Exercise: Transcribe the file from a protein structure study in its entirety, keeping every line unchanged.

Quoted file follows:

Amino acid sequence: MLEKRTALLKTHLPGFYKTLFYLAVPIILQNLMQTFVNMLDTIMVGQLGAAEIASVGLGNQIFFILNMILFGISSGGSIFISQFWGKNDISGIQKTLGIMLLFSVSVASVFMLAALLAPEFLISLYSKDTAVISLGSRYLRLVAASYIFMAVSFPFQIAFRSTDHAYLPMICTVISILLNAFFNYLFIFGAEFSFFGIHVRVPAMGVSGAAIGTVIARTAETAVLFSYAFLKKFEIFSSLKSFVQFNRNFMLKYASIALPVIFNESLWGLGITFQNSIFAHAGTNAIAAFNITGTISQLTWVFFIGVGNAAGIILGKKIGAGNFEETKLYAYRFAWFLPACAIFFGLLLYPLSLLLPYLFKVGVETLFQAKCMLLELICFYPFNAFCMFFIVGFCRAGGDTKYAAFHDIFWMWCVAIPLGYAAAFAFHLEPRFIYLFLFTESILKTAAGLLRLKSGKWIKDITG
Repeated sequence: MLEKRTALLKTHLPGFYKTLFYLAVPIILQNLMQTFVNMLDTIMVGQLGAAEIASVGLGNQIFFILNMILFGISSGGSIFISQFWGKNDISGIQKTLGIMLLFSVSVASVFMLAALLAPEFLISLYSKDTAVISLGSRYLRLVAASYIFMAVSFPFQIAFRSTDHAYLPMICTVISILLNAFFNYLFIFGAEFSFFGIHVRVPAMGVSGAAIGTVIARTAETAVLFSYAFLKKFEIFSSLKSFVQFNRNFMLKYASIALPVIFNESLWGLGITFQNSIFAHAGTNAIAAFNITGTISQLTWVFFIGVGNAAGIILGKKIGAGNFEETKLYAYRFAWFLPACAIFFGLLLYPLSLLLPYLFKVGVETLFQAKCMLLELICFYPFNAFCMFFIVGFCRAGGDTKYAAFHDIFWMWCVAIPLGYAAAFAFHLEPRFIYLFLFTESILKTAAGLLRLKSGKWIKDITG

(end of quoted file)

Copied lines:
Amino acid sequence: MLEKRTALLKTHLPGFYKTLFYLAVPIILQNLMQTFVNMLDTIMVGQLGAAEIASVGLGNQIFFILNMILFGISSGGSIFISQFWGKNDISGIQKTLGIMLLFSVSVASVFMLAALLAPEFLISLYSKDTAVISLGSRYLRLVAASYIFMAVSFPFQIAFRSTDHAYLPMICTVISILLNAFFNYLFIFGAEFSFFGIHVRVPAMGVSGAAIGTVIARTAETAVLFSYAFLKKFEIFSSLKSFVQFNRNFMLKYASIALPVIFNESLWGLGITFQNSIFAHAGTNAIAAFNITGTISQLTWVFFIGVGNAAGIILGKKIGAGNFEETKLYAYRFAWFLPACAIFFGLLLYPLSLLLPYLFKVGVETLFQAKCMLLELICFYPFNAFCMFFIVGFCRAGGDTKYAAFHDIFWMWCVAIPLGYAAAFAFHLEPRFIYLFLFTESILKTAAGLLRLKSGKWIKDITG
Repeated sequence: MLEKRTALLKTHLPGFYKTLFYLAVPIILQNLMQTFVNMLDTIMVGQLGAAEIASVGLGNQIFFILNMILFGISSGGSIFISQFWGKNDISGIQKTLGIMLLFSVSVASVFMLAALLAPEFLISLYSKDTAVISLGSRYLRLVAASYIFMAVSFPFQIAFRSTDHAYLPMICTVISILLNAFFNYLFIFGAEFSFFGIHVRVPAMGVSGAAIGTVIARTAETAVLFSYAFLKKFEIFSSLKSFVQFNRNFMLKYASIALPVIFNESLWGLGITFQNSIFAHAGTNAIAAFNITGTISQLTWVFFIGVGNAAGIILGKKIGAGNFEETKLYAYRFAWFLPACAIFFGLLLYPLSLLLPYLFKVGVETLFQAKCMLLELICFYPFNAFCMFFIVGFCRAGGDTKYAAFHDIFWMWCVAIPLGYAAAFAFHLEPRFIYLFLFTESILKTAAGLLRLKSGKWIKDITG